After the dust has settled on the council elections, one of my first trips out of the office was to the BBC Essex studios in Chelmsford to pick the bones out the result here with the station editor.
My Leader, sitting alongside me, was still very much in doorstep campaign mode. There is still a general election to fight, after all.
One of the issues which came up time and again in Essex was the profile of local candidates, and the strong sense that if people hadn’t had a leaflet through the door, their local candidate and their party hadn’t engaged with them.
Large chunks of Essex are rural and you can’t blame parties with limited resources for focussing their efforts and resources on the division they stand a chance or winning or were fighting to retain - meaning, of course, some residents miss out on doorstep contact with candidates.
But I did wonder if, yet again, this offers a bit of warning against a wholesale shift to digital communication.
Posted on 18th May 2017
Everyone wants local news. But how local is local, and what counts as news?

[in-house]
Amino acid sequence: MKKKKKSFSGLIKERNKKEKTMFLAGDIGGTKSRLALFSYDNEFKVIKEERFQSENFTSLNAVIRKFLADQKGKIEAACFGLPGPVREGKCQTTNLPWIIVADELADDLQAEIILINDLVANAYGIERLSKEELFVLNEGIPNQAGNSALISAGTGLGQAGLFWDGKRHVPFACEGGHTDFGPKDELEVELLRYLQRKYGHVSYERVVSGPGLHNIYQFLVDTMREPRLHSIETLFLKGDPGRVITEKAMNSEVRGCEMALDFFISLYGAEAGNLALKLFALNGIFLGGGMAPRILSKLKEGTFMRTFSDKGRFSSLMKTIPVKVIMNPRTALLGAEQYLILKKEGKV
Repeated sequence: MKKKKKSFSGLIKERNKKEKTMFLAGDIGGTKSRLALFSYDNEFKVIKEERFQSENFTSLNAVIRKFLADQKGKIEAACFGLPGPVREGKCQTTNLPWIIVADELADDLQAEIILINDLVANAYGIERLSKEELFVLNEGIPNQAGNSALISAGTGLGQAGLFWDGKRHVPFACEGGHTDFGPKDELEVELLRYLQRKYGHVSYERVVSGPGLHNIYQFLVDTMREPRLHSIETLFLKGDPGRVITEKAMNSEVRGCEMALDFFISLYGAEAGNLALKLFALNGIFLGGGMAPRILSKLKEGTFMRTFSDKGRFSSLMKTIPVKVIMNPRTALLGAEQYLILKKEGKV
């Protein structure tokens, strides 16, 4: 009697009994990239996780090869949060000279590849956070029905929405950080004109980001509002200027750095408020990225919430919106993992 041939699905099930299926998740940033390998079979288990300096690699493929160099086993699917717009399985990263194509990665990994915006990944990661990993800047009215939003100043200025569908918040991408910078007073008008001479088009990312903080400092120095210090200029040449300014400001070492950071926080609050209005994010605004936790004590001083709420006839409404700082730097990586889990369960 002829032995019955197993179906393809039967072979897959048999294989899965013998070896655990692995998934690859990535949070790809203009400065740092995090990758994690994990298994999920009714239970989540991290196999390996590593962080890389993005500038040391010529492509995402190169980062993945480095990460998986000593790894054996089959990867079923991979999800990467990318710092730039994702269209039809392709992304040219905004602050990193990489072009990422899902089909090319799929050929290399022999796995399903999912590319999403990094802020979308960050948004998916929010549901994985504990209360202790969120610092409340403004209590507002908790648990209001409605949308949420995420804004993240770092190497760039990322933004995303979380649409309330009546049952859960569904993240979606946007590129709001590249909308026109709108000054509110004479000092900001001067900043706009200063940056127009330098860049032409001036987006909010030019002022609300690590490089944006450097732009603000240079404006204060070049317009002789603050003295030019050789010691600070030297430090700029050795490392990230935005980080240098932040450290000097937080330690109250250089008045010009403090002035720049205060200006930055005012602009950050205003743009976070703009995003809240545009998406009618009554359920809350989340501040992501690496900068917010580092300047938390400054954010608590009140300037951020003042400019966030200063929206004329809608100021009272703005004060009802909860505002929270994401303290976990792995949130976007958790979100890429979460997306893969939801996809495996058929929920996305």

In Oxfordshire, we have been researching community information channels. We have found over 600 and still counting.
Let’s assume that coverage was evenly distributed, which it’s not. For a population north of 650,000 that would mean an average potential audience of about 1000 people. So we’re definitely talking local.
These community news sources range from official parish newsletters to a local enthusiast running a Facebook page for their village. Both they want very localised information relevant to their area.
They aren’t interested in safeguarding policy, but firefighters testing electric blankets in their area turns out to be pretty interesting - judged by the digital currency of shares and likes.
Posted on 17th May 2017